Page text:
Sunday, June 30, 2013

Pecan Bars & Pecan Pie

Day 40

Who doesn’t love the flavor of toasted, candied pecans with a fresh shortbread or pastry crust? These recipes are for all those Southern pecan lovers out there who can’t decide between a pie or a shortbread bar. Enjoy!
Both of these recipes were taken directly from the dessert sources I like best in my search for the pecan perfection. I’ve tried many recipes for pecan pie, and one of the best continues to be from the Karo Syrup website, so I’ll both endorse it and share it here. The pecan bars are from the Tate’s Baking Company, and I really, really recommend that you try them. They have a crunchy shortbread base and a gooey praline topping that is simply delicious. In fact, I’ll add that every recipe I’ve tried from Tate’s is outstanding.
Pecan Bars
Copyright, Doug Kapustin Photogrphy, 2013


Shortbread Layer-
Softened butter for the pan

1 ½ cups unbleached all purpose flour

12 tbs. cold salted butter, cut into cubes

1/3 cup granulated sugar

10 tbs. salted butter, cut into tablespoons

½ cup firmly packed dark brown sugar

¼ cup honey

¼ cup pure maple sugar

¼ cup heavy cream

3 ½ cups coarsely chopped pecans

Preheat oven to 350 degrees. Butter a 13x9 inch baking pan. Line the bottom and the two short ends with a 20-inch long piece of aluminum foil, pleating the foil to fit and letting the excess foil hang over the ends. Lightly butter the foil. 

To make the shortbread layer: in a medium bowl, mix the flour, butter, and sugar with an electric mixer set on low speed just until combined and crumbly. Do not mix into a dough; it should remain crumbly. Press firmly and evenly into the prepared pan. Bake until golden brown, about 30 minutes. Remove from the oven and let stand on a wire cooling rack. Leave the oven on.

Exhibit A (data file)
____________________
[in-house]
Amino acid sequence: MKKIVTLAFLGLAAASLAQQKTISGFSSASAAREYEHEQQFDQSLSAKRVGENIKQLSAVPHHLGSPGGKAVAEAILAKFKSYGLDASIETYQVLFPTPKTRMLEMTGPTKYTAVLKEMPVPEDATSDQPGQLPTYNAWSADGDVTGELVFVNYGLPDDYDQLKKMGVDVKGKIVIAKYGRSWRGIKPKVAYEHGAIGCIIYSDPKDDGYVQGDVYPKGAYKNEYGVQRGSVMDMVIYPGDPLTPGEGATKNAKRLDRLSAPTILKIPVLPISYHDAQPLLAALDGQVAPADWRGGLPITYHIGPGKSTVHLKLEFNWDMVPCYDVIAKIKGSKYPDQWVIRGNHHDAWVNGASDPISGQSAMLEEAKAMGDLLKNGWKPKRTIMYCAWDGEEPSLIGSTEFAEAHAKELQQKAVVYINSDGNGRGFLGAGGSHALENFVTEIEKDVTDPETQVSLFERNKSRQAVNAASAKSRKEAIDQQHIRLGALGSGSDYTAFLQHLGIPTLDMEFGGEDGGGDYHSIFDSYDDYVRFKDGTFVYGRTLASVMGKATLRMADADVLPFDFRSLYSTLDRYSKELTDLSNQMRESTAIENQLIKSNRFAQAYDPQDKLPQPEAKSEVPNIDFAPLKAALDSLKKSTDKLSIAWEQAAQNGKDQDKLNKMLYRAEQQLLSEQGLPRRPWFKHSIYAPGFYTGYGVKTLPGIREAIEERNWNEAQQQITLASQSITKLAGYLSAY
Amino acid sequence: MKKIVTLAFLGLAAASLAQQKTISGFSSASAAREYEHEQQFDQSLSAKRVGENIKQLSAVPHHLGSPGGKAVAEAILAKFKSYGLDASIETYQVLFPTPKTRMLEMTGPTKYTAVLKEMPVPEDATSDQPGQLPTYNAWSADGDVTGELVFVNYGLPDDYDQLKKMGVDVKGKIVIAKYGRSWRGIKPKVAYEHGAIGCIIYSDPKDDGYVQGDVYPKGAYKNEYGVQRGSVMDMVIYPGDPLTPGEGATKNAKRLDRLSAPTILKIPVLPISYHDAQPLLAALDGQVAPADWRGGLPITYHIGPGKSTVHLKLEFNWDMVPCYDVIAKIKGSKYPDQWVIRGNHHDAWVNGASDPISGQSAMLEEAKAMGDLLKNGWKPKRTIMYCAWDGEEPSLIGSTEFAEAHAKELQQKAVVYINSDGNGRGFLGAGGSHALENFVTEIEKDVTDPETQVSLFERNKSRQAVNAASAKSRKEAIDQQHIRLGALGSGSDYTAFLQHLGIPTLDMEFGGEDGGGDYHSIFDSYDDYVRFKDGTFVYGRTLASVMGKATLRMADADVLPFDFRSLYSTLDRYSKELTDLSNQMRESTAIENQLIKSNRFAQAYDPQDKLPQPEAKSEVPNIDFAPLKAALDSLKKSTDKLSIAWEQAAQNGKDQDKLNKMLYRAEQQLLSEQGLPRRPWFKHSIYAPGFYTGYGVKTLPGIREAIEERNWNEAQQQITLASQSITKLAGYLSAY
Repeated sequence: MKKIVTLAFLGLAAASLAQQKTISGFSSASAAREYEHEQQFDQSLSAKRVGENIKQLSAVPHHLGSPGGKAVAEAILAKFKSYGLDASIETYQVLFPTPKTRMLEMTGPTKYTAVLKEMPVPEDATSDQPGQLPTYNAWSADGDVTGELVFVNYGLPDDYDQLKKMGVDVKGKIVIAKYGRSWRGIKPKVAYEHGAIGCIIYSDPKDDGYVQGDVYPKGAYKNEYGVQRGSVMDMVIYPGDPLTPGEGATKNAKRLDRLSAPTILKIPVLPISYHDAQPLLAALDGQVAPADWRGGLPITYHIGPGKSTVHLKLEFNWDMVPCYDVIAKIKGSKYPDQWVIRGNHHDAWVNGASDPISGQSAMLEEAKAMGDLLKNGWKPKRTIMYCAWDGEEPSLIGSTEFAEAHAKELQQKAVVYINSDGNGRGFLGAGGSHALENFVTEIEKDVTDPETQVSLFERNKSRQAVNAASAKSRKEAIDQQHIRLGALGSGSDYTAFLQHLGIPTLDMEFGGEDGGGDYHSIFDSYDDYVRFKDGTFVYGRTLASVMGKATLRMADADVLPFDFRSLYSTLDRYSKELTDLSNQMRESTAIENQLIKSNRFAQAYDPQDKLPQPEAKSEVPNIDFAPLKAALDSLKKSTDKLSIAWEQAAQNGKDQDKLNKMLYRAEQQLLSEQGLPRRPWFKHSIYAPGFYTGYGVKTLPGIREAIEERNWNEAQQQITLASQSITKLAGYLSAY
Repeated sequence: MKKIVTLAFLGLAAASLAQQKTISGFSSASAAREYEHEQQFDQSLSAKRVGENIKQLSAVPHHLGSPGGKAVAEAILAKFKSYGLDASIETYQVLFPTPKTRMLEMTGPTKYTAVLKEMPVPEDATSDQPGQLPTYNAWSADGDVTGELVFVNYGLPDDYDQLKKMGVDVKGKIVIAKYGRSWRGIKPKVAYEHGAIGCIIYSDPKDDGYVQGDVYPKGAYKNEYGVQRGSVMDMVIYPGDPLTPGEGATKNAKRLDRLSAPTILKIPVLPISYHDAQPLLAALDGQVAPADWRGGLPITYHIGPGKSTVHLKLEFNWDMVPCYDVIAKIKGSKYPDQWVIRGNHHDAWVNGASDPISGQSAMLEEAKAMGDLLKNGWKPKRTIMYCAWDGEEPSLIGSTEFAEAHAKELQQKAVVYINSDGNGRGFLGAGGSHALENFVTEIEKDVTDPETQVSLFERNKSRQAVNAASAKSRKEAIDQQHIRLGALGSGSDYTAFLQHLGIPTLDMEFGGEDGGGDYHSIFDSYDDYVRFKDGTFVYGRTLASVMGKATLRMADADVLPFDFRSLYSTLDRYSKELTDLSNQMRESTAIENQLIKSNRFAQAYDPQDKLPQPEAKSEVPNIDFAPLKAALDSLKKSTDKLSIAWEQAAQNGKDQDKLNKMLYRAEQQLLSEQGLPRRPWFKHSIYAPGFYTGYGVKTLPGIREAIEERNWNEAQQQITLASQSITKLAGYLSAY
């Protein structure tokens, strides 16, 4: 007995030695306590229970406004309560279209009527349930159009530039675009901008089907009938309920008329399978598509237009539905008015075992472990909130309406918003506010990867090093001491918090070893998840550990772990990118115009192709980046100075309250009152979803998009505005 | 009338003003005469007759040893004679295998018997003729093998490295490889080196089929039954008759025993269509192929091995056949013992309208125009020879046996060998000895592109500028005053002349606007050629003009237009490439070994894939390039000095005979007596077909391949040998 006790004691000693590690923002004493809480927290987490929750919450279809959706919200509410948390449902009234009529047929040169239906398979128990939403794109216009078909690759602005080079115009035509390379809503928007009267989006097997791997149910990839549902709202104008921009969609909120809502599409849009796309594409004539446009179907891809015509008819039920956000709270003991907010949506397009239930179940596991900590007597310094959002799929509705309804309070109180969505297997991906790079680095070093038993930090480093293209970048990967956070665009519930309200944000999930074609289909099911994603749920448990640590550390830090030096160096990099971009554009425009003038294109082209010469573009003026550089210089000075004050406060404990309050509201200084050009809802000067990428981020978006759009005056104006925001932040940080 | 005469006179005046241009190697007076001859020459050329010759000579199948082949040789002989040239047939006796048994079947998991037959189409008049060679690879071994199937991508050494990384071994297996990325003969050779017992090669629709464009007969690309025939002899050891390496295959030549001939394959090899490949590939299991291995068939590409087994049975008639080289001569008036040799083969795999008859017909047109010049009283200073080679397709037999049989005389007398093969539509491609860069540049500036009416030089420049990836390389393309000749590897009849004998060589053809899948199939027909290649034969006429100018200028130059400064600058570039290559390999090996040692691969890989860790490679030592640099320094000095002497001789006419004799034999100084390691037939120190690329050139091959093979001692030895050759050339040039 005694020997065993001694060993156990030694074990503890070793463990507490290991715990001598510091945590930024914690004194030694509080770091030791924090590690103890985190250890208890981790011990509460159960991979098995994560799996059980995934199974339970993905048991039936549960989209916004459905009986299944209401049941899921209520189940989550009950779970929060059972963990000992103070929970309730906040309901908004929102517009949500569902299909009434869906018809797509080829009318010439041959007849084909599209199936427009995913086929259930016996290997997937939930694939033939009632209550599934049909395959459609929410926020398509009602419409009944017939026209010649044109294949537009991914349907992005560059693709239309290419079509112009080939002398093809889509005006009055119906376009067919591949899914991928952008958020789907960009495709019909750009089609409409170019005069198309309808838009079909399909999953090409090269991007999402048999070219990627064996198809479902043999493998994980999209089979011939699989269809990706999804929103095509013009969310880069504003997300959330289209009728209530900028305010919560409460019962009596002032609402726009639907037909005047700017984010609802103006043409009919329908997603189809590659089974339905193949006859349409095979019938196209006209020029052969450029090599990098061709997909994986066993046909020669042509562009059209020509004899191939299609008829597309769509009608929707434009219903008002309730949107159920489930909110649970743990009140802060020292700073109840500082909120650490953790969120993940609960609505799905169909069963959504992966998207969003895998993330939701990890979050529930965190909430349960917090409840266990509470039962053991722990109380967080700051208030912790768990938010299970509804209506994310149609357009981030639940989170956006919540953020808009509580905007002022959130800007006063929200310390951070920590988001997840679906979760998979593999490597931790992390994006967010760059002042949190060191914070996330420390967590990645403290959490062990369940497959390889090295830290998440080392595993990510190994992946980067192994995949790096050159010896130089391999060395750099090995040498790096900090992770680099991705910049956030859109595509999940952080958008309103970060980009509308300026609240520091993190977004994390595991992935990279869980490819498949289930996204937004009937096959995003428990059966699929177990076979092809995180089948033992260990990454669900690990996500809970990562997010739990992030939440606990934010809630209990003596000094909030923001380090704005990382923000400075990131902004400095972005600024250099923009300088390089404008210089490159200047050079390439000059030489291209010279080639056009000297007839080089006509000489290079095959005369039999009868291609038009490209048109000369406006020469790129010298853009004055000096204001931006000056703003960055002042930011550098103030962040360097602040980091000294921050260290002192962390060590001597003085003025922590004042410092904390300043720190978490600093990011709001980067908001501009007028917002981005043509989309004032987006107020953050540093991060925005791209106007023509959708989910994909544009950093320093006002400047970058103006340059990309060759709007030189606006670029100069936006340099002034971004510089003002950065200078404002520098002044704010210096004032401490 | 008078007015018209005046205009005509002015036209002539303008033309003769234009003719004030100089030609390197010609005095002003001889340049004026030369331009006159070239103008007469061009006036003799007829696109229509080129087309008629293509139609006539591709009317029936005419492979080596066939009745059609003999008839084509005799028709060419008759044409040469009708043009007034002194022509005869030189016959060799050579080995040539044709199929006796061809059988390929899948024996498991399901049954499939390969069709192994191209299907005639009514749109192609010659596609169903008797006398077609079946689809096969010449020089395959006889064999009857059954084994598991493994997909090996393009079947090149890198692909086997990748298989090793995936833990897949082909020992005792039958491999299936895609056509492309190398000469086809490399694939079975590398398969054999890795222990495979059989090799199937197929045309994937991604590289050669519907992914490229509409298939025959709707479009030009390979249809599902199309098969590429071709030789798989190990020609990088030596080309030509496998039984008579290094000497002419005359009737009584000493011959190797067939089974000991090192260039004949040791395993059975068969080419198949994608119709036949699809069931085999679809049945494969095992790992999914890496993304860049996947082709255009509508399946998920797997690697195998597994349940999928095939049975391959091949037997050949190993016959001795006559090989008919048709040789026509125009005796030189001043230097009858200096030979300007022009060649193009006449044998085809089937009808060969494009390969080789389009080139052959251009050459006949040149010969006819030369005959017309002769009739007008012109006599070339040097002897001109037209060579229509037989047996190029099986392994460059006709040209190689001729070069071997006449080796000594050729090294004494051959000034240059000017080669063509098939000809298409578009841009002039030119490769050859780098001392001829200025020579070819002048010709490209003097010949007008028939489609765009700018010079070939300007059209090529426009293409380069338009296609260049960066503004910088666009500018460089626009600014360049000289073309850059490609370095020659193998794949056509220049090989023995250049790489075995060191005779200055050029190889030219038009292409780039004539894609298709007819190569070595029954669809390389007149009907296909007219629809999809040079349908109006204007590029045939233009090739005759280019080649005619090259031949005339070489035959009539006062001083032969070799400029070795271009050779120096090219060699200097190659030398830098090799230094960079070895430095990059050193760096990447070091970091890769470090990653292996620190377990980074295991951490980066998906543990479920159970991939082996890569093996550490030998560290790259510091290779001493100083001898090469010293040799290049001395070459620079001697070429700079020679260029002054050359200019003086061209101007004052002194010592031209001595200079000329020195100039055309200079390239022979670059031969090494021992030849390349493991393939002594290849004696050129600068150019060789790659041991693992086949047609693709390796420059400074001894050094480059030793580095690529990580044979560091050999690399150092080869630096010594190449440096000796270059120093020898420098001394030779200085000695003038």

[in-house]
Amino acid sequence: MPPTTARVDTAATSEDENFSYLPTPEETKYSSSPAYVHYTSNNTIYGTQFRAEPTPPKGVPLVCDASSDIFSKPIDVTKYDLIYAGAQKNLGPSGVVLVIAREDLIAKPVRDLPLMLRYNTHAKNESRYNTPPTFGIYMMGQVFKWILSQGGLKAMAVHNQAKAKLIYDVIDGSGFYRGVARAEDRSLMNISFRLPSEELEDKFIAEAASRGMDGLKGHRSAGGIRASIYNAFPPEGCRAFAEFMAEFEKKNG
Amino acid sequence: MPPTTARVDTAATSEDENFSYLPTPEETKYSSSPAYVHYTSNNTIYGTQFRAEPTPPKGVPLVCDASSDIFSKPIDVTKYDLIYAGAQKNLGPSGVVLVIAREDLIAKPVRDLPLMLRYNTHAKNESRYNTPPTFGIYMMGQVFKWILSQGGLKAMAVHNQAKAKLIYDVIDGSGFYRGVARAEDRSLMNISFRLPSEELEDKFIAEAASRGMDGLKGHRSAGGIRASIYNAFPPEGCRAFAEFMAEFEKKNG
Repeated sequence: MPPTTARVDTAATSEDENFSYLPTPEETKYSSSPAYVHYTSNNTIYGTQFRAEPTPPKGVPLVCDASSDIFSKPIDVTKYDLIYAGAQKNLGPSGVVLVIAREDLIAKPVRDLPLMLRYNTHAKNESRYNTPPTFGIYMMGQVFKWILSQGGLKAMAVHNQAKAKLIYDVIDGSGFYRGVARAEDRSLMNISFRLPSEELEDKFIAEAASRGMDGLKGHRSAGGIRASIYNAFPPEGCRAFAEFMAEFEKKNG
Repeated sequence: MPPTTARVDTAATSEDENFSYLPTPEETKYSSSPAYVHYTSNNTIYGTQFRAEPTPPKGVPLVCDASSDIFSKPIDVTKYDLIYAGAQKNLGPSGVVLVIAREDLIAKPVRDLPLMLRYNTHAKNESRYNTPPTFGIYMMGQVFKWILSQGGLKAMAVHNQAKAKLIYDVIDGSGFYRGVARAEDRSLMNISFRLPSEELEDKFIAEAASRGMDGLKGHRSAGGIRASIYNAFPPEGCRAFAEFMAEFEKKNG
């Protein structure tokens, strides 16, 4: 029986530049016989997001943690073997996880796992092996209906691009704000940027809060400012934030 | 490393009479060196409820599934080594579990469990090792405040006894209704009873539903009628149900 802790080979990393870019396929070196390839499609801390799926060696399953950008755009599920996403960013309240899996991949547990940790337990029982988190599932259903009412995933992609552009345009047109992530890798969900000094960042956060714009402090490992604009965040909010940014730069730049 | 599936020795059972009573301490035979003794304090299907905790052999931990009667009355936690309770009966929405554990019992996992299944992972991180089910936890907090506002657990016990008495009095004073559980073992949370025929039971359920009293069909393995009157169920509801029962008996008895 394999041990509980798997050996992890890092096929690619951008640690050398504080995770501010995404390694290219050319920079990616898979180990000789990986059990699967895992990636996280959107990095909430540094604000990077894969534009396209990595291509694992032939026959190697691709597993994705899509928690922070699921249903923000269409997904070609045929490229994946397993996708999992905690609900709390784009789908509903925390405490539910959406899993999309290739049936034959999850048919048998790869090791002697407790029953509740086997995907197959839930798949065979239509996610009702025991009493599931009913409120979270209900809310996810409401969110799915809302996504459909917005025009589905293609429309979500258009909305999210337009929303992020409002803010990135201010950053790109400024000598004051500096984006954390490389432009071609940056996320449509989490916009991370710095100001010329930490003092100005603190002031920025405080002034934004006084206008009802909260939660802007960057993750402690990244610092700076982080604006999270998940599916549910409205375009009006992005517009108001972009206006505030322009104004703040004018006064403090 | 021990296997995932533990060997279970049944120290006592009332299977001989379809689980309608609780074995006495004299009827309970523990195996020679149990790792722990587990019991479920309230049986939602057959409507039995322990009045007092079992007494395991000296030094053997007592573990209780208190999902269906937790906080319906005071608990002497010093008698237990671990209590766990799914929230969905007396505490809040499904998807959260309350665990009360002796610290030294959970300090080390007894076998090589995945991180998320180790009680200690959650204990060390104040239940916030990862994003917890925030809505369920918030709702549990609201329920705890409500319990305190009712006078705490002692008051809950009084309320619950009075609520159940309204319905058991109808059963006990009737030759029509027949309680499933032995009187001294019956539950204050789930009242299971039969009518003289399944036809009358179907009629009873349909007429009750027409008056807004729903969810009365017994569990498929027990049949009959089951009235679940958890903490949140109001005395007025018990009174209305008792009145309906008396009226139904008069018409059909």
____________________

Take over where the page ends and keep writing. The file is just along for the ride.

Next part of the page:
To make the topping: in a medium saucepan, bring the butter, brown sugar, honey, maple syrup, and heavy cream to a boil, stirring until the butter melts. Boil for 2 minutes. Remove from the heat and stir the pecans. Pour and spread the pecan mixture over the crust. 

Return to the oven and bake until the pecan mixture is bubbling and golden brown around the edges, about 30 minutes. Let cool completely in the pan on a wire cooling rack. 

Run a dinner knife around the edges of the shortbread to release it. Lift up the foil “handles” and remove the shortbread from the pan. Using a long sharp knife, cut into 24 rectangles. 

*Recipe from Kathleen King’s Tate’s Bake Shop: Baking for Friends, page 138 (copyright 2012). 

Pecan Pie
Copyright, Maggie Kapustin, 2013

1 cup Karo® Light OR Dark Corn Syrup